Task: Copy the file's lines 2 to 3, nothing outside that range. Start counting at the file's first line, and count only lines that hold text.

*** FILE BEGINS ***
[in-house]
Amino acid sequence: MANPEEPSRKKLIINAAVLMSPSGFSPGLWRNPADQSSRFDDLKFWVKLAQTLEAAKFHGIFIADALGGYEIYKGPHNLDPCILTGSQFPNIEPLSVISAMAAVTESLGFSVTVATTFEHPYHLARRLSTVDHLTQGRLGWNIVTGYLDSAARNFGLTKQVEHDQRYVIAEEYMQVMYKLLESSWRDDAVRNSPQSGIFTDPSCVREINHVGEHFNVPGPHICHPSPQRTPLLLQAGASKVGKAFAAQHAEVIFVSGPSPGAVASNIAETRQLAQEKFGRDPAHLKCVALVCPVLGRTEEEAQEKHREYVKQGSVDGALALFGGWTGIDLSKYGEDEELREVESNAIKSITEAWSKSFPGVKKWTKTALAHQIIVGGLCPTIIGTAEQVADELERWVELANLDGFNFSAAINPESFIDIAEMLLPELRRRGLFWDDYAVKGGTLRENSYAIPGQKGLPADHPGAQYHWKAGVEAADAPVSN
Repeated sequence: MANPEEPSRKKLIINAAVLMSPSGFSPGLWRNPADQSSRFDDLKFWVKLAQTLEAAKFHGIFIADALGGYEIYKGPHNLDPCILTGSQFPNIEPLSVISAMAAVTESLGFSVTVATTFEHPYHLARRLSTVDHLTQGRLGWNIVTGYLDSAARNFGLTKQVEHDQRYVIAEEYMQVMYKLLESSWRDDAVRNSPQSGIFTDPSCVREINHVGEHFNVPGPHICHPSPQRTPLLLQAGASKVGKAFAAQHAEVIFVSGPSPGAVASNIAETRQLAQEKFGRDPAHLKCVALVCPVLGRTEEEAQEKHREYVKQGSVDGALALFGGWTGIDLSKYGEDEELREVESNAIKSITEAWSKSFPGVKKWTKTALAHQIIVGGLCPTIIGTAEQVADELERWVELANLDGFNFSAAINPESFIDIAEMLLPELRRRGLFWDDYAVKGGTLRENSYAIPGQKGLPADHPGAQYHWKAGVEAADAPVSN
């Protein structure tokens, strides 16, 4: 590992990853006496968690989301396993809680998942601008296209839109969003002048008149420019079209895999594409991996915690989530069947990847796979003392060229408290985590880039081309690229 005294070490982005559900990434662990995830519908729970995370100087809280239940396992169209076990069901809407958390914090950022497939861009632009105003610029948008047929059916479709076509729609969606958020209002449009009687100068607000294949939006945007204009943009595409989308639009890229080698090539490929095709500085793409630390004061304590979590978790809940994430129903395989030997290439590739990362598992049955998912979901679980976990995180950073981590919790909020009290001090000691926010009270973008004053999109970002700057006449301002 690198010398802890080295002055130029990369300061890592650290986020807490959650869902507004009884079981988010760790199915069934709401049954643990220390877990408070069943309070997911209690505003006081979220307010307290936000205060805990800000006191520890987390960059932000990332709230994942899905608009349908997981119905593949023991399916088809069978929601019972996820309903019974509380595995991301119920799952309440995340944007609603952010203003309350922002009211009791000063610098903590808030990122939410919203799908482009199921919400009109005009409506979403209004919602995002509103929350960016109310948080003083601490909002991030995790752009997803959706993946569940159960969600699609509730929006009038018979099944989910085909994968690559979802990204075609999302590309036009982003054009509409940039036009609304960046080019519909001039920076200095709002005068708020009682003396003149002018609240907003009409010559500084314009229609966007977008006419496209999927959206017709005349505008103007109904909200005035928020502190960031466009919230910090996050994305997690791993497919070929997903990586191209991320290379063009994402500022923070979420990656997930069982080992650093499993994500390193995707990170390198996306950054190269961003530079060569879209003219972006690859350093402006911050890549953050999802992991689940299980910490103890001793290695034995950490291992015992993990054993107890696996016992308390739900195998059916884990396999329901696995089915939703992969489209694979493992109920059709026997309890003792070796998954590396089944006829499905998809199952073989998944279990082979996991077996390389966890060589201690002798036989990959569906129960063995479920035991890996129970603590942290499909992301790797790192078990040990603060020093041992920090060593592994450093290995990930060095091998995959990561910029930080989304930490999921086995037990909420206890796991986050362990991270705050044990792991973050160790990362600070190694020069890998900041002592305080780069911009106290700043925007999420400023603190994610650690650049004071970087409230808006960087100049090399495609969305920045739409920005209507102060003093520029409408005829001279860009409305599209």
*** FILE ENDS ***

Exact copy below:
Amino acid sequence: MANPEEPSRKKLIINAAVLMSPSGFSPGLWRNPADQSSRFDDLKFWVKLAQTLEAAKFHGIFIADALGGYEIYKGPHNLDPCILTGSQFPNIEPLSVISAMAAVTESLGFSVTVATTFEHPYHLARRLSTVDHLTQGRLGWNIVTGYLDSAARNFGLTKQVEHDQRYVIAEEYMQVMYKLLESSWRDDAVRNSPQSGIFTDPSCVREINHVGEHFNVPGPHICHPSPQRTPLLLQAGASKVGKAFAAQHAEVIFVSGPSPGAVASNIAETRQLAQEKFGRDPAHLKCVALVCPVLGRTEEEAQEKHREYVKQGSVDGALALFGGWTGIDLSKYGEDEELREVESNAIKSITEAWSKSFPGVKKWTKTALAHQIIVGGLCPTIIGTAEQVADELERWVELANLDGFNFSAAINPESFIDIAEMLLPELRRRGLFWDDYAVKGGTLRENSYAIPGQKGLPADHPGAQYHWKAGVEAADAPVSN
Repeated sequence: MANPEEPSRKKLIINAAVLMSPSGFSPGLWRNPADQSSRFDDLKFWVKLAQTLEAAKFHGIFIADALGGYEIYKGPHNLDPCILTGSQFPNIEPLSVISAMAAVTESLGFSVTVATTFEHPYHLARRLSTVDHLTQGRLGWNIVTGYLDSAARNFGLTKQVEHDQRYVIAEEYMQVMYKLLESSWRDDAVRNSPQSGIFTDPSCVREINHVGEHFNVPGPHICHPSPQRTPLLLQAGASKVGKAFAAQHAEVIFVSGPSPGAVASNIAETRQLAQEKFGRDPAHLKCVALVCPVLGRTEEEAQEKHREYVKQGSVDGALALFGGWTGIDLSKYGEDEELREVESNAIKSITEAWSKSFPGVKKWTKTALAHQIIVGGLCPTIIGTAEQVADELERWVELANLDGFNFSAAINPESFIDIAEMLLPELRRRGLFWDDYAVKGGTLRENSYAIPGQKGLPADHPGAQYHWKAGVEAADAPVSN